In only the past few years, technology and methods of human interaction have advanced at a rapid pace, to the extent that a 20 year old might explain to those not much younger: “well, back in my day…” Flip phones are now IPhones, DVD players are obsolete and social networking websites and apps are ubiquitous in our everyday lives.
Despite this constant flux of change, however, there has been one thing that has remained the same: intimate relationships. While it seems that human connectedness would thrive with greater accessibility and convenience, perhaps other, less favourable realities have been augmented as well.
What happens when getting laid is as easy as swiping your thumb to the right? When memories of an ex can be brought back in saved text messages? When thousands of people can access your love life by scrolling through your facebook profile?
Drake has established his career on being the spokesman for the trials and tribulations of this strange romantic universe, sensitive to both the male and female perspectives. In turn, he has found his niche as being somewhat of a mediator in the complicated game of gender politics.
But his rise to prominence has not been without its roadblocks, and to say that Drake isn’t for everyone would be an understatement. Hip-hop purists denounce his hybrid style of Rap and R&B, meme’s have been popularized mocking his femininity, his struggle to fame has been labeled superficial with reference to his upbringing in an affluent area, and the list goes on. But ironically enough, the plethora of hate has done little to interfere with Drizzy’s success, as his greatest obstacle has been himself.
Drake’s response to criticism has often come off as an over-compensation for his insecurities. In past projects, he has had the tendency to alternate personas, at times portraying the hopeless romantic, and at others insisting on how tough and nonchalant he was. Aside from confusing his listeners and contradicting himself, this response tacitly gave the haters what they wanted, matching their stereotypes. He was like that person who tries to convince his peers that he isn’t homophobic on the basis of him having gay friends, which of course only fuels the suspicion more.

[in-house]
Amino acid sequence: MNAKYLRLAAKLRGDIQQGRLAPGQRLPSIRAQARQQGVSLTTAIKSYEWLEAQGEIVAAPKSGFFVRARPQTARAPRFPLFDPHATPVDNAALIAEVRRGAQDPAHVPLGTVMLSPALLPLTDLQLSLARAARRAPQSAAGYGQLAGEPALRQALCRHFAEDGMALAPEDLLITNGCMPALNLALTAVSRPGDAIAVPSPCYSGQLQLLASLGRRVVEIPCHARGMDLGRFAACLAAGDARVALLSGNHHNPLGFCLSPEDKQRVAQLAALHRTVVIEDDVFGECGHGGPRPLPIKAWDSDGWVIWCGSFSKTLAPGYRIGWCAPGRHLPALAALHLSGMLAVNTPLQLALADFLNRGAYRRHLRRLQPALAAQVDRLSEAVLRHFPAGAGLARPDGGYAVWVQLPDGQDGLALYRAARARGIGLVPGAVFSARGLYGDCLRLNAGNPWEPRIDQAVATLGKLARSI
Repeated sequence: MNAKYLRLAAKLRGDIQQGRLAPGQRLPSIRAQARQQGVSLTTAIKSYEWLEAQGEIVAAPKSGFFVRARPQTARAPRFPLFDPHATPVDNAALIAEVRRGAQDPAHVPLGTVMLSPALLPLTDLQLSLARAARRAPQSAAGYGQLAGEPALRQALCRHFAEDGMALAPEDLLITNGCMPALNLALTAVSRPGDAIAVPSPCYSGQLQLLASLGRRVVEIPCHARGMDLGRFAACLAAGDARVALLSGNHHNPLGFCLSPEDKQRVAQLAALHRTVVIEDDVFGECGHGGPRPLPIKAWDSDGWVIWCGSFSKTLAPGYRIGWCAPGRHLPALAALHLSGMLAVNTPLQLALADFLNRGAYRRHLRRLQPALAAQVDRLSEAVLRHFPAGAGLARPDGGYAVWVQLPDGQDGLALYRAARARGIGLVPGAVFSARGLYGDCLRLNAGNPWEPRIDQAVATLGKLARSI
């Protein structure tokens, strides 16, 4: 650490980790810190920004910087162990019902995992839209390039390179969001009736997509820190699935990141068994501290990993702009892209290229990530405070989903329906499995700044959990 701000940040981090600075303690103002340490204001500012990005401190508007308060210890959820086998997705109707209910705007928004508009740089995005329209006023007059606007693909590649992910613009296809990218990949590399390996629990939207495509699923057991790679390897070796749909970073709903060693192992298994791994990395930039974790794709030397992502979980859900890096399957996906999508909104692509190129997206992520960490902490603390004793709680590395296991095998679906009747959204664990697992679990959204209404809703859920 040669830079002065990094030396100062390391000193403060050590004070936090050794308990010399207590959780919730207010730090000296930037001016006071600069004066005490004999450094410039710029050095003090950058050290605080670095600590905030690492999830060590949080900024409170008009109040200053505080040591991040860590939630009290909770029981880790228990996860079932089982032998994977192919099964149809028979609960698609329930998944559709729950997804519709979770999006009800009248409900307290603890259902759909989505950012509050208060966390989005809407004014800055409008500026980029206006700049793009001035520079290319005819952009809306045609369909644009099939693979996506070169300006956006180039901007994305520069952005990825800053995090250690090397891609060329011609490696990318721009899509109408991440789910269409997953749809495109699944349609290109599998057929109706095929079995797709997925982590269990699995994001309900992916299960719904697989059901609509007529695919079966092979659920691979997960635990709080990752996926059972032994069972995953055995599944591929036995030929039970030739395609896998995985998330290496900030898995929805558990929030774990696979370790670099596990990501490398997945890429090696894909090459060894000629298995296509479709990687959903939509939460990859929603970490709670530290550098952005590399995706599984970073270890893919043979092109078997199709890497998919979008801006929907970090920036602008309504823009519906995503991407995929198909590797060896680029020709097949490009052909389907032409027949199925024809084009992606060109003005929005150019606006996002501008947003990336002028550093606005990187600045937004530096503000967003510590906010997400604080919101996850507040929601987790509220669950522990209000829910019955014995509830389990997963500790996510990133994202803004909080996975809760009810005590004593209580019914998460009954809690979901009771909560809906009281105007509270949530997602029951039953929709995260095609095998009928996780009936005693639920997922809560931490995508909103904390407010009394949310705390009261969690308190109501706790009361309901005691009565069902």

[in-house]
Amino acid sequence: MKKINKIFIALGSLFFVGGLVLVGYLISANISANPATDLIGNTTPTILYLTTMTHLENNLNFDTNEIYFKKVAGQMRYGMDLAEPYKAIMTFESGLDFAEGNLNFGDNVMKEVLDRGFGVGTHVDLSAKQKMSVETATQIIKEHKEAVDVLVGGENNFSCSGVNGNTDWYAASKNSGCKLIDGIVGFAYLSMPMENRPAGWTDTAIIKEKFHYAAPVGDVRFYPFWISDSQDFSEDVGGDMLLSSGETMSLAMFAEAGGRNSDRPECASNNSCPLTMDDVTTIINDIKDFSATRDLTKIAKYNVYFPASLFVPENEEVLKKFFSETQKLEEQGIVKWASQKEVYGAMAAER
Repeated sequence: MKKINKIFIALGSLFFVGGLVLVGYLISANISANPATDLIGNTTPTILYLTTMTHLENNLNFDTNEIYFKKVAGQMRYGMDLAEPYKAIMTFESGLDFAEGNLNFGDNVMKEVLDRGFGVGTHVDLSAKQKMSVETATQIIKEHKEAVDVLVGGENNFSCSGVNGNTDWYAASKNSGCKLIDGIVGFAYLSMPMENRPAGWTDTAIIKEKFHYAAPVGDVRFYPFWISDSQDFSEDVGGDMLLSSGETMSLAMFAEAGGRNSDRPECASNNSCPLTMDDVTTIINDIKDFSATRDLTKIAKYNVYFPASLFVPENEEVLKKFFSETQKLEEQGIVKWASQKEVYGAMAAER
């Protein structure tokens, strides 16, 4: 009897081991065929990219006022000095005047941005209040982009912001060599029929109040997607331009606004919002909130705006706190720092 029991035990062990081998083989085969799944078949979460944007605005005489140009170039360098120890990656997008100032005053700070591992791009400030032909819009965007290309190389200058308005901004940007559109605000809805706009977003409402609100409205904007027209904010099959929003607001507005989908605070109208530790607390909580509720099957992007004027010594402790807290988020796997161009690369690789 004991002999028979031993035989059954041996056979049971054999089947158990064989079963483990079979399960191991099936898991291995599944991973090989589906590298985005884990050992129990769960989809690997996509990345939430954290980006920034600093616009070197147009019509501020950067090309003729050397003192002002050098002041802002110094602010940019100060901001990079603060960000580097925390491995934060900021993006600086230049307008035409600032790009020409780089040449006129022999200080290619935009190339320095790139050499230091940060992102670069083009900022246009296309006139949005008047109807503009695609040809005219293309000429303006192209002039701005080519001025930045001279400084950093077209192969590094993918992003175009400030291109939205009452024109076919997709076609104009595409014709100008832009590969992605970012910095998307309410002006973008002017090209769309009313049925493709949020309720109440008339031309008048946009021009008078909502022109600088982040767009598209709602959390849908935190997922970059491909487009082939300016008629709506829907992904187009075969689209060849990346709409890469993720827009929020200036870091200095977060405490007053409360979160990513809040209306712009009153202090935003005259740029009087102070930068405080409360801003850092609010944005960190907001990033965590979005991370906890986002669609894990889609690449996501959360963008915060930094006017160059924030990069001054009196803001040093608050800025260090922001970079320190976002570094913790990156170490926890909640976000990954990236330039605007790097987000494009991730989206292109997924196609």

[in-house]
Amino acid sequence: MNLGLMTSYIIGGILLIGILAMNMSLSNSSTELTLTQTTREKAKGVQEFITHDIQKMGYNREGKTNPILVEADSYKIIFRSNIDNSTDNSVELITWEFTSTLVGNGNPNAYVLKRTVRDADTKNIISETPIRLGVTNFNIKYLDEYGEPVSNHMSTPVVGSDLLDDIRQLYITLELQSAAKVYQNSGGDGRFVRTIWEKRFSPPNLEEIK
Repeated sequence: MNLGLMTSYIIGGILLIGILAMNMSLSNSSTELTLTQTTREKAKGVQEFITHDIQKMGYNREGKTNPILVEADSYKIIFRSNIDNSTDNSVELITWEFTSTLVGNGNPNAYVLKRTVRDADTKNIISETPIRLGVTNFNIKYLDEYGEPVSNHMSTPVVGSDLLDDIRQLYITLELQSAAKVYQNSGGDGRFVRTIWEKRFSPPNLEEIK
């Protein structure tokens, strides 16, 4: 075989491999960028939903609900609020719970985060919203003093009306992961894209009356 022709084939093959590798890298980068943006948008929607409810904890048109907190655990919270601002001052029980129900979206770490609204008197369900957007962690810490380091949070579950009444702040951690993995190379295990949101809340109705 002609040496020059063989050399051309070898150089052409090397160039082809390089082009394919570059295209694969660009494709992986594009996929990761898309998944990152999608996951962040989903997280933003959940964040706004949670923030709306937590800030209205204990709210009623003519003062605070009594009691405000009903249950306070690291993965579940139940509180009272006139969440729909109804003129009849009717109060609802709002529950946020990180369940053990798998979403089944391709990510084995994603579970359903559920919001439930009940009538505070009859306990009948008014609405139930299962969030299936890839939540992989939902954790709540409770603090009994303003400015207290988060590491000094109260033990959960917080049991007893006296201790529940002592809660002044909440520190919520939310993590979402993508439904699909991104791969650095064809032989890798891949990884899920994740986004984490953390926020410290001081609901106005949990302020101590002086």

On his last two releases, What a Time to be Alive and If You’re Reading this it’s Too Late however, he seemed to be on the right track. Although offering little in terms of substance, Drake solved his identity crisis. Instead of trying to please everyone, he was now comfortable with who he was in spite of the backlash that would come along with it. This new framework followed the “8 Mile Theory:” that by admitting all of your vulnerabilities to your opponent, they won’t have anything left to say (as Eminem does in the last rap battle of his biopic).
Going into his latest album, Drake hinted very little at what his approach was going to be. Many predicted that since he no longer had to prove himself, he would play it safe by flaunting his success with some radio hits. The end result was something very different, however.
Views is by far Drake’s most ambitious effort yet, as he aims to cover the totality of the modern relationship, taking listeners on a psychological roller-coaster through the highest of highs, to the lowest of lows, to that awkward middle ground most of us are ashamed to admit to.